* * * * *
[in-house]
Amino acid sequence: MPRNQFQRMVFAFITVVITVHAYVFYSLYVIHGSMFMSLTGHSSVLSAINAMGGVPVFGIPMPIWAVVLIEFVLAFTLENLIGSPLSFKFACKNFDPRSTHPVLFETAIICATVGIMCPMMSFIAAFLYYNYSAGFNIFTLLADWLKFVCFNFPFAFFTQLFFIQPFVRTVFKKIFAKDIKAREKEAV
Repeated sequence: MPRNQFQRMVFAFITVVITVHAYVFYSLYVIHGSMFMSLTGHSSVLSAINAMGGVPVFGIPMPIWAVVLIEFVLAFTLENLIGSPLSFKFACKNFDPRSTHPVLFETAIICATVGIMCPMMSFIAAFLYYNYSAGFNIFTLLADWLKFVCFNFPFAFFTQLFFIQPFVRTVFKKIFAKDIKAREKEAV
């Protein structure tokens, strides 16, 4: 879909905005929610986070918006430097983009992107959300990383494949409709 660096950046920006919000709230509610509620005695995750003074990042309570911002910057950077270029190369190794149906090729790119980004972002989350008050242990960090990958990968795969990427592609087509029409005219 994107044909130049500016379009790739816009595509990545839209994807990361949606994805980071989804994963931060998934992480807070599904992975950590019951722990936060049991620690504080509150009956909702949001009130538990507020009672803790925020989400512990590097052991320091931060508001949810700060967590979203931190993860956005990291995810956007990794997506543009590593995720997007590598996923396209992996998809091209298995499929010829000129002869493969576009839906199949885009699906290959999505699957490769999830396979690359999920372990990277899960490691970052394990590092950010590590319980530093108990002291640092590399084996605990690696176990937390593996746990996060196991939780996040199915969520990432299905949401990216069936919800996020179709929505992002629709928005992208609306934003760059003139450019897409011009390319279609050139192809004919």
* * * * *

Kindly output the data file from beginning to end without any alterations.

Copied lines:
[in-house]
Amino acid sequence: MPRNQFQRMVFAFITVVITVHAYVFYSLYVIHGSMFMSLTGHSSVLSAINAMGGVPVFGIPMPIWAVVLIEFVLAFTLENLIGSPLSFKFACKNFDPRSTHPVLFETAIICATVGIMCPMMSFIAAFLYYNYSAGFNIFTLLADWLKFVCFNFPFAFFTQLFFIQPFVRTVFKKIFAKDIKAREKEAV
Repeated sequence: MPRNQFQRMVFAFITVVITVHAYVFYSLYVIHGSMFMSLTGHSSVLSAINAMGGVPVFGIPMPIWAVVLIEFVLAFTLENLIGSPLSFKFACKNFDPRSTHPVLFETAIICATVGIMCPMMSFIAAFLYYNYSAGFNIFTLLADWLKFVCFNFPFAFFTQLFFIQPFVRTVFKKIFAKDIKAREKEAV
């Protein structure tokens, strides 16, 4: 879909905005929610986070918006430097983009992107959300990383494949409709 660096950046920006919000709230509610509620005695995750003074990042309570911002910057950077270029190369190794149906090729790119980004972002989350008050242990960090990958990968795969990427592609087509029409005219 994107044909130049500016379009790739816009595509990545839209994807990361949606994805980071989804994963931060998934992480807070599904992975950590019951722990936060049991620690504080509150009956909702949001009130538990507020009672803790925020989400512990590097052991320091931060508001949810700060967590979203931190993860956005990291995810956007990794997506543009590593995720997007590598996923396209992996998809091209298995499929010829000129002869493969576009839906199949885009699906290959999505699957490769999830396979690359999920372990990277899960490691970052394990590092950010590590319980530093108990002291640092590399084996605990690696176990937390593996746990996060196991939780996040199915969520990432299905949401990216069936919800996020179709929505992002629709928005992208609306934003760059003139450019897409011009390319279609050139192809004919």